7 Tips for a Sustainable Wedding For Eco-Conscious Couples
Weddings are special days, but they can often be expensive in their extravagance, not to mention wasteful. Lots of the materials that go into staging a ceremony can wind up in the landfill, and this does not sit well with couples concerned with preserving the environment and conserving resources. Outside of eloping or heading to the courthouse, there are lots of options to split the difference, allowing you to have a modest-sized, meaningful ceremony (or adventure) that leaves a minimal carbon footprint.
Here are seven of our best tips to have a wedding that not only is the most beautiful and magical day, but that is also sustainable and environmentally (and financially) responsible:
Let’s be honest, bridesmaid dresses are historically ugly. Even though some of the styles have gotten better, these dresses are very rarely economical. There are a number of fair trade merchants that sell dresses that are not only stylish and elegant, but affordable and reusable after the ceremony. For those bridesmaids–or even brides–who don’t care to add any more pieces of clothing to their closets, there are vendors with samples or “worn once“ dresses available for rent.
Clothing is not the only item available in ecologically responsible options. Bridal accessories such as earrings and pendant necklaces can come from small market, Fair Trade artisans as well. Even wedding band crafters are using materials gleaned from recycled materials or harvesting methods that have a minimal impact on the environment. The best part is that the jewelry is just as affordable as pieces from a more “traditional” vendor, if not more so.
Behind the dress and the venue, the menu might well be the most fretted over list item in planning a wedding. It might be tempting to ship Gulf Shrimp up to Wisconsin or Maine Lobster to Phoenix, but you have to have the wallet to match. Check out what’s available in food and drink in your immediate area, perhaps within 50 to 100 miles of your location. There’s a good likelihood there are some craft breweries, wineries or restaurateurs in your area that can provide a sumptuous feast for your guests. Eating and drinking local will not only satisfy the palate, but be more readily available without using additional shipping resources–thus offsetting your carbon footprint.
Most of the popular flowers used in weddings are annuals that grow in different seasons. A good reason many people decide to wed during the spring and summer months may well involve the availability of these flowers at a lower price. Keeping this and whether your flowers of choice are native to your area in mind will allow you to have beautiful decor without an exorbitant price tag. Another option is using potted plants over cut flowers. You can still use cut flowers for the bouquets, corsages and boutonnieres, but there is a large number of floral plants that one can use for table centerpieces or aisle flowers. They provide a pretty picture for the day and survive to beautify another space for much longer.
Additionally, a new trend is to use dried leaves for confetti instead of rice, bubbles, or something else that may be harmful to the environment or the creatures that inhabit it.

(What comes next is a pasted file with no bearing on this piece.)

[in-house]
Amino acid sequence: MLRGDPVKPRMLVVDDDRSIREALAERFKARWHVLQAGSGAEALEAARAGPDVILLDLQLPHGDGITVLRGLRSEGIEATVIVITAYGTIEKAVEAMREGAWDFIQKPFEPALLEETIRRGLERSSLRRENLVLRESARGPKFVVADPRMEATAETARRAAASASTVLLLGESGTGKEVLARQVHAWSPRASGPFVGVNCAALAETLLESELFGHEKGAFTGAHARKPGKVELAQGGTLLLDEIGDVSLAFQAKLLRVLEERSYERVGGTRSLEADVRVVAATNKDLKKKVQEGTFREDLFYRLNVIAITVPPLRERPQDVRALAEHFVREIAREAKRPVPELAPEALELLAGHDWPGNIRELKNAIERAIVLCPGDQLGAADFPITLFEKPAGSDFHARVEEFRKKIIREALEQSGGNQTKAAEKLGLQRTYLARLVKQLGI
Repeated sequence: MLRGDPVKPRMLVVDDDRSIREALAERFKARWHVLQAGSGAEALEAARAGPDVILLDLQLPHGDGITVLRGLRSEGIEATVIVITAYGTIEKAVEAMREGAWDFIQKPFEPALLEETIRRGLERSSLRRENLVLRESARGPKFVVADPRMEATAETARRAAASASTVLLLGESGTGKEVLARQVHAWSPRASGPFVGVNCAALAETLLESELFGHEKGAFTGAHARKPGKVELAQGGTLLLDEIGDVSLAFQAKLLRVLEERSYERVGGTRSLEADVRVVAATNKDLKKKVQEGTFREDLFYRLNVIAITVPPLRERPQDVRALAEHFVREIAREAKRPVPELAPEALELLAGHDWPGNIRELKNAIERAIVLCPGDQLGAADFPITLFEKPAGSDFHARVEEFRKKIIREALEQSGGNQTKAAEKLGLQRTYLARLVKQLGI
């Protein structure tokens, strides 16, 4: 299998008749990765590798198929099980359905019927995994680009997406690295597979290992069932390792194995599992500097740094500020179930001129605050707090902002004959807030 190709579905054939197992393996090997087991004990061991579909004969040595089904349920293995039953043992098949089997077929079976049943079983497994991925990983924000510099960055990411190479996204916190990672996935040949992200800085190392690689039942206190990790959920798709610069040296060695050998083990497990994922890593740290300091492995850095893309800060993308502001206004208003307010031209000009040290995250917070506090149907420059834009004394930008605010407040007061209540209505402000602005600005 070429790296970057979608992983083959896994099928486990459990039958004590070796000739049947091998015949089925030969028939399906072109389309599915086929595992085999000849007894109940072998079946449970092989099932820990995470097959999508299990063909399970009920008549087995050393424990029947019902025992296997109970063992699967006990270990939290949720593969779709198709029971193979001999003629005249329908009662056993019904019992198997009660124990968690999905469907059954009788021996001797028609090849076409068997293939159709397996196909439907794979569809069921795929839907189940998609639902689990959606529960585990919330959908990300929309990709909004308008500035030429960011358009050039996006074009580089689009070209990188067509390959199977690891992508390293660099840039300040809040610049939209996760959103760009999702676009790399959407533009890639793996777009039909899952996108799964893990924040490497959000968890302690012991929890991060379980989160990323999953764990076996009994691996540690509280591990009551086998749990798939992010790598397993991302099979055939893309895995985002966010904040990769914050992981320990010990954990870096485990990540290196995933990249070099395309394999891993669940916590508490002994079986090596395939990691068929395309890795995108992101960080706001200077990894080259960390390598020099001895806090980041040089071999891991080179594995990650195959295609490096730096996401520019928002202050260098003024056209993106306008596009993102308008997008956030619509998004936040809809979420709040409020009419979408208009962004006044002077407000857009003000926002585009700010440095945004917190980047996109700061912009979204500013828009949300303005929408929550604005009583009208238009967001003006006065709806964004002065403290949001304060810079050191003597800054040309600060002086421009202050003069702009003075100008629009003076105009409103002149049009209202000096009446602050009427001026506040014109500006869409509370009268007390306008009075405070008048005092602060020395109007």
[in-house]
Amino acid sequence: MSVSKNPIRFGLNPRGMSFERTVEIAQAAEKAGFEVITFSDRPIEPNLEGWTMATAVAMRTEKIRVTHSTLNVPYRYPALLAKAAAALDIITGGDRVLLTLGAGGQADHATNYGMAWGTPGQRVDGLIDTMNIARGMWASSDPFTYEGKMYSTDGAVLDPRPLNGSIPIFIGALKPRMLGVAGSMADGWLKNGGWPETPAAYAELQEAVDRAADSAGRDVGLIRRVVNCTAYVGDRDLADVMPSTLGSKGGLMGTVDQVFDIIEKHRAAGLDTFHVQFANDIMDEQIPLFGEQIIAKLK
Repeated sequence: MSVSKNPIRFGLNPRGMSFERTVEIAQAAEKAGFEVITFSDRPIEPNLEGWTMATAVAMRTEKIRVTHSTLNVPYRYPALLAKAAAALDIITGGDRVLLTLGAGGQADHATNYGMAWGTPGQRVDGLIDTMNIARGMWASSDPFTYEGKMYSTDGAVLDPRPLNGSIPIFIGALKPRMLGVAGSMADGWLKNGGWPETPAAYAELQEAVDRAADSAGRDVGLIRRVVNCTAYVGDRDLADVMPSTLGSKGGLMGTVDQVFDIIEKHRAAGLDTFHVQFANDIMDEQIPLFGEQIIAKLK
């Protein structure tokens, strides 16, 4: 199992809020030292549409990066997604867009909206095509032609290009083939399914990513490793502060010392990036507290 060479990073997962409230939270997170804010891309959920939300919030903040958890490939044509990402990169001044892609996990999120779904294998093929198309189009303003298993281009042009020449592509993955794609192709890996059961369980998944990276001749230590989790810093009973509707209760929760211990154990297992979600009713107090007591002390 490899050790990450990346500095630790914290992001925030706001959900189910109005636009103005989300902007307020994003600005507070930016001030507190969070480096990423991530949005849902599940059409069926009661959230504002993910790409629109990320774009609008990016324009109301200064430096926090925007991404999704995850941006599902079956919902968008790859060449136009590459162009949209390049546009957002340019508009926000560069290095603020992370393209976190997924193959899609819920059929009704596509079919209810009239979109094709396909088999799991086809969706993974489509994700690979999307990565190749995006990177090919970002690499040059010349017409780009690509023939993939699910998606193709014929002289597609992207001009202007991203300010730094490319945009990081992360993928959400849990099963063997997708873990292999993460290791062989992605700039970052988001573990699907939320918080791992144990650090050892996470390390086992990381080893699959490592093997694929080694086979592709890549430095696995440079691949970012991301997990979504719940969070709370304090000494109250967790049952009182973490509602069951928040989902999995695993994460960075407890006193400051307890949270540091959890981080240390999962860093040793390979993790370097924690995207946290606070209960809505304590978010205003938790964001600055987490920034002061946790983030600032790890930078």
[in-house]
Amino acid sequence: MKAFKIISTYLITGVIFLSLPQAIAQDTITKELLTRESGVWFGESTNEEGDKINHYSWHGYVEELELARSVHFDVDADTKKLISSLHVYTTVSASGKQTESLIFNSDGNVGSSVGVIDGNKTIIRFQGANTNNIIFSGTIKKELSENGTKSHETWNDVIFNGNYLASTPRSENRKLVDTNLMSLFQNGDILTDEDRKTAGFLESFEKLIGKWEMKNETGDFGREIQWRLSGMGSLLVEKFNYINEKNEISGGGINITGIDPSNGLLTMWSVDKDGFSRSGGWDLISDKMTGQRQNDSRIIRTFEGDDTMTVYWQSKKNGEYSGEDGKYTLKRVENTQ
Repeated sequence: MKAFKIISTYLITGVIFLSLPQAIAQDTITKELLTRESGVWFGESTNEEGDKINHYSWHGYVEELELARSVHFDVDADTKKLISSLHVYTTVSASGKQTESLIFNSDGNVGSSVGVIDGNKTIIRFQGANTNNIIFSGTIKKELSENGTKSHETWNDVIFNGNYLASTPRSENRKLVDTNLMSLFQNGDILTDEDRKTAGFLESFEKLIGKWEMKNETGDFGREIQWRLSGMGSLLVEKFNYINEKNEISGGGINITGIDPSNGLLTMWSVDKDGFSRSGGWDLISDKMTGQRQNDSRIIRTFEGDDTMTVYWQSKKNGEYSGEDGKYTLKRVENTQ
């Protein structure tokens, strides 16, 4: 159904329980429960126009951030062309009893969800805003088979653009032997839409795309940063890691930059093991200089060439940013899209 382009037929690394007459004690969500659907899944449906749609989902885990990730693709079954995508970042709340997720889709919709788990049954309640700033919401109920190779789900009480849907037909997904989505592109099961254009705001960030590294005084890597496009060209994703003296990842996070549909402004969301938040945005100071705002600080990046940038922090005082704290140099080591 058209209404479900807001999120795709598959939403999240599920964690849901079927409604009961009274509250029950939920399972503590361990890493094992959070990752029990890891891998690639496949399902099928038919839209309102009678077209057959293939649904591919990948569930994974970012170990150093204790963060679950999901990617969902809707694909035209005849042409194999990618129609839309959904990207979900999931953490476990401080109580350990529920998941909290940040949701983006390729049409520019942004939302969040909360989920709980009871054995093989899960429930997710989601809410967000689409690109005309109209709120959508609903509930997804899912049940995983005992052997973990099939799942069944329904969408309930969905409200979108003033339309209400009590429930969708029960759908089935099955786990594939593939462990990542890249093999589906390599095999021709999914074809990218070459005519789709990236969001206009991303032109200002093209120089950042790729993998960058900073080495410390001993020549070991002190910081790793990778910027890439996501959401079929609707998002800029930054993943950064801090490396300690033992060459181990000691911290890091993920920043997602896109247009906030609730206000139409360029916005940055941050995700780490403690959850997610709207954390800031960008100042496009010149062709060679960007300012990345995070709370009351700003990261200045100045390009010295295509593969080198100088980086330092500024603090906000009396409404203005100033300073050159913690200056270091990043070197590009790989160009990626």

5: Rent Decorations
Renting chairs, linens and tables is not uncommon for weddings and receptions. But there’s no reason that sense of frugality can’t lend to the rest of the decorations. How many brides will reuse 300 yards of tulle? Or have space to store 75 mason jars? There are lots of wedding planners, boutiques and supply shops that rent party decorations that will suit any theme or style. You can get the look you want without having to find somewhere to put all that extra stuff when the wedding is over.
Formal weddings have this concept somewhat in check: reusable table linens, china, flatware and glasses tend to be staples in the reception set-up. But this may not be practical for more casual weddings. There are so many disposable serveware options that are visually appealing and give a nod toward sustainability: plates and napkins made from recycled materials or sustainably harvested bamboo, plastic cups that are vegetable based and biodegradable and disposable wooden flatware are among the many non-wasteful choices. You can also check your venue’s recycling policy–if they are committed to keeping landfill waste to a minimum, they may provide receptacles for all of the glass, plastic, aluminum or paper used at your event.
You might have only so much flexibility with your venue as far as catering choices, or may not necessarily be able to get all Fair Trade goods. There are a number of companies specializing in wedding items that have a socially conscious focus, including vendors such as Vaseful, a nationwide floral service that actively employs physically challenged people, and Emily’s Edibles, a pastry shop in New Jersey, donates a portion of their proceeds to epilepsy research. A little extra research may help you find companies of the same mindset in your local area.
Shopping with an eco-conscious mindset for your wedding may seem like a small effort in conservation. But even small changes are positive changes, and each small choice helps prolong the planet’s future, and being responsible global citizens is a smart and thoughtful way to begin your future. Hopefully these tips for a sustainable wedding will help you as you plan your big day!
This was a guest post by Carolyn from Northwood Rings. Northwood Rings provides handcrafted wooden rings from a variety of types of timber for people who want to have nature incorporated into their stories. They’ve since expanded to precious metals, and gemstones, to give even more options to the brides and grooms (and guests) who want something a little different.
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